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Surprises and trends revealed during the fieldwork Marta Silva

PhD candidate in Social Anthropology at York University, Toronto, ON

Abstract This paper is based on my Master`s fieldwork. In particular, it focuses on the challenges that I faced at my field site: what if everything you planned goes wrong? What if the strategy you conceived to gather information cannot be put into practice? What if your main informant has other interests and his own perspective on how you can fit into his/ her projects? My experience reminded me of Evans-Pritchard’s fieldwork wisdom. In his classic book “Witchcraft, Oracles and Magic among the Azande”, he argues that an anthropologist needs to be opened to be guided by what he finds in the society he chooses to study. In his particular case, for instance, he was not interested in studying witchcraft, but the Azande were, so he had to let himself be guided by them. Therefore, inspired by EvansPritchard, this paper seeks to contribute to discussions about the challenges and the changes that can occur during the fieldwork.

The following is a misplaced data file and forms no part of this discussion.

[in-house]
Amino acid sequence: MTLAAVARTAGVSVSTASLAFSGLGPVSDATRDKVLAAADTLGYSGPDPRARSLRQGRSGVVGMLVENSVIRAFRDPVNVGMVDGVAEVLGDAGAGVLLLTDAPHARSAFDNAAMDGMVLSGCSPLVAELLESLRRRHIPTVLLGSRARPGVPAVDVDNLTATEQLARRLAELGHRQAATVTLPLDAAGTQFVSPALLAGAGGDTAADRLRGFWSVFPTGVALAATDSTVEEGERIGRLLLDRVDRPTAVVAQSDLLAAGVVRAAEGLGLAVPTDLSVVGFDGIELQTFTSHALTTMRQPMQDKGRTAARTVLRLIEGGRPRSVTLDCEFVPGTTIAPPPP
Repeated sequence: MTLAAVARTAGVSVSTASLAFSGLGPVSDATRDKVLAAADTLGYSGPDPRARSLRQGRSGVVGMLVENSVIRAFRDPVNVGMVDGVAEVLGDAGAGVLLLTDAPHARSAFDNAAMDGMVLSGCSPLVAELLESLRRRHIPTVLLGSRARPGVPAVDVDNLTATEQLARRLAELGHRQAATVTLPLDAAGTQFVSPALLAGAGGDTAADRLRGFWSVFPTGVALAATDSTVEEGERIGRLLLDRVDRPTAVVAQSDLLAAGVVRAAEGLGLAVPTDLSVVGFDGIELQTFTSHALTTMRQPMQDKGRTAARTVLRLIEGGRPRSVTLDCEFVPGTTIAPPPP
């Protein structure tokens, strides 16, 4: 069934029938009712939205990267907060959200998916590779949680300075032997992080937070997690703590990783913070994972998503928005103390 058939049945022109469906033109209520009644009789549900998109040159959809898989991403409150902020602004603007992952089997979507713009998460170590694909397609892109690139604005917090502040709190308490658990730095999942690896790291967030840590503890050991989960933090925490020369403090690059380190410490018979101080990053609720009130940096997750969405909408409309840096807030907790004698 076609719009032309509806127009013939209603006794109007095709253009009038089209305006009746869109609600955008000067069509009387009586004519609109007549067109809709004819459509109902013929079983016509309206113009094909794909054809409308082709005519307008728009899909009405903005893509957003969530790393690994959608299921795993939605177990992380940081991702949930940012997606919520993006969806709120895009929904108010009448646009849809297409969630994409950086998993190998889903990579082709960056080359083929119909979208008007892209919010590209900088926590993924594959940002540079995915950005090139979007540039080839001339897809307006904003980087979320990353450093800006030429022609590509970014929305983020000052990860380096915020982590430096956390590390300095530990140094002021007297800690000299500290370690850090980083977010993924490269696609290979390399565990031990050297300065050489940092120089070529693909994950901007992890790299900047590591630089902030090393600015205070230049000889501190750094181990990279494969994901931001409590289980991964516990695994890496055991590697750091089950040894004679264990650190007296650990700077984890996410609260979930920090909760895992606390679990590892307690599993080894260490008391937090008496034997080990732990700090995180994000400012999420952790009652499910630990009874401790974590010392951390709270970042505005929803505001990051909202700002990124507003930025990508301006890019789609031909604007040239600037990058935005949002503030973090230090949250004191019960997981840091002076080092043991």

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Keywords Fieldwork, anthropological research, indigenous audiovisual production

T